Which medicines should not be prescribed generically and what are biosimilar medicines? These are some of the questions considered in a useful new bulletin from the MeReC on prescribing generically in primary care. It explains about generics, branding, costs and reimbursement, and the now-abandoned proposals for generic substitution in primary care in England (see here). Generic medicines given a licence have been deemed by the regulator to be as safe as the branded medicine and clinically equivalent, when used at the same dose for the same condition. There is little evidence to back concerns that switching has adverse effects.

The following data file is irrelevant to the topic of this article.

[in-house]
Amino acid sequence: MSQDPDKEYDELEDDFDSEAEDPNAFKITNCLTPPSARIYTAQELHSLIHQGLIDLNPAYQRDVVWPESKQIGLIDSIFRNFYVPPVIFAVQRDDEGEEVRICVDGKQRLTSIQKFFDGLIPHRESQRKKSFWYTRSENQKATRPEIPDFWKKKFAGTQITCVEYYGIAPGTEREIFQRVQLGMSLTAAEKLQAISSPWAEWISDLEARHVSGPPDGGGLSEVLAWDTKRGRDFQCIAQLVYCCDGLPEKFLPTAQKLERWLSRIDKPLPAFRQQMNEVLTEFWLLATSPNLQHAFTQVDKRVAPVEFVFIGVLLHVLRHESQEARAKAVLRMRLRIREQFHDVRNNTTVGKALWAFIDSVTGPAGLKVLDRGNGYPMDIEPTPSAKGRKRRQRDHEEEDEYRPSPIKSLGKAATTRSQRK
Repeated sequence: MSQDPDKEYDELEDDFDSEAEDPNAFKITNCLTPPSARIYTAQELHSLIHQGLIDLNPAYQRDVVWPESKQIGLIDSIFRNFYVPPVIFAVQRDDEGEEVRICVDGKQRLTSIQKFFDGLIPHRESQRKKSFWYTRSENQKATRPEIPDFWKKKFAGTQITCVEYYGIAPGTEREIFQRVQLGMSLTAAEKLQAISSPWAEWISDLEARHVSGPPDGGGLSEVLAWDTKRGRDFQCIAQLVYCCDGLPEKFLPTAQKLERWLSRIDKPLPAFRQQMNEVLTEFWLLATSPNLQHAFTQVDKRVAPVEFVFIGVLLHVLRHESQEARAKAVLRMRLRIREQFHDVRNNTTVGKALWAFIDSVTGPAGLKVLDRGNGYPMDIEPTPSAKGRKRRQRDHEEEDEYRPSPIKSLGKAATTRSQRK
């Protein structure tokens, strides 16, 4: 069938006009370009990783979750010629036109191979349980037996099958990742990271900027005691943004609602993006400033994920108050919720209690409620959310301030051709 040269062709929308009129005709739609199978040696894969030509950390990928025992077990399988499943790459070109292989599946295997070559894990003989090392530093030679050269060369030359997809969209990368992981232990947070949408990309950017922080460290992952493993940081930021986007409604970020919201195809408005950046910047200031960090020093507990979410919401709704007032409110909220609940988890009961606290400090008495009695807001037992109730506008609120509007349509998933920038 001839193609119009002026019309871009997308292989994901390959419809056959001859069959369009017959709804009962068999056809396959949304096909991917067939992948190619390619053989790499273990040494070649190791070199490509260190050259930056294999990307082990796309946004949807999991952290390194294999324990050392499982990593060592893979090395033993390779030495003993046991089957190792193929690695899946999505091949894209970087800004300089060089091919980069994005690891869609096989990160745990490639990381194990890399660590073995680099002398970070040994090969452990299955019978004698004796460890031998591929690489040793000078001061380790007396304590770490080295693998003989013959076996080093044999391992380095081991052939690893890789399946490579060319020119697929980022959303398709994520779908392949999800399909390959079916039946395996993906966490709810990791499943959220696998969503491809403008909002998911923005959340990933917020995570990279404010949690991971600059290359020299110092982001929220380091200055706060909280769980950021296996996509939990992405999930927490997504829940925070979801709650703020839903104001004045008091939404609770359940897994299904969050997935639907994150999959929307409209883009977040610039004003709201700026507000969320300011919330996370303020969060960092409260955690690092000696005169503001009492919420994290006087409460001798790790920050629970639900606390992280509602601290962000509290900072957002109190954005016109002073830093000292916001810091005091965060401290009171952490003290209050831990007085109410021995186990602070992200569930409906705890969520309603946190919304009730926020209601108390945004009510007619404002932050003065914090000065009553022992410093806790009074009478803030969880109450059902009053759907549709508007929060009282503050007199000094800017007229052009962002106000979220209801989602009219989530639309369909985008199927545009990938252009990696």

There are some circumstances in which a specific product, branded or generic, should be prescribed and these include: drugs with a narrow therapeutic index such as phenytoin (although there is little good quality evidence to support concerns about these medicines, the concerns remain and the consequences are potentially serious); some modified-release or extended-release drugs (because of the differences resulting from different manufacturers’ formulations); certain administration devices such as some CFC-free beclometasone inhalers; multiple ingredient products such as oral contraceptives and emollient creams; ‘biosimilar’ medicines; if differences in appearance might lead to confusion or anxiety, reducing adherence to long–term medications; to avoid specific inactive formulation ingredients where they are not tolerated.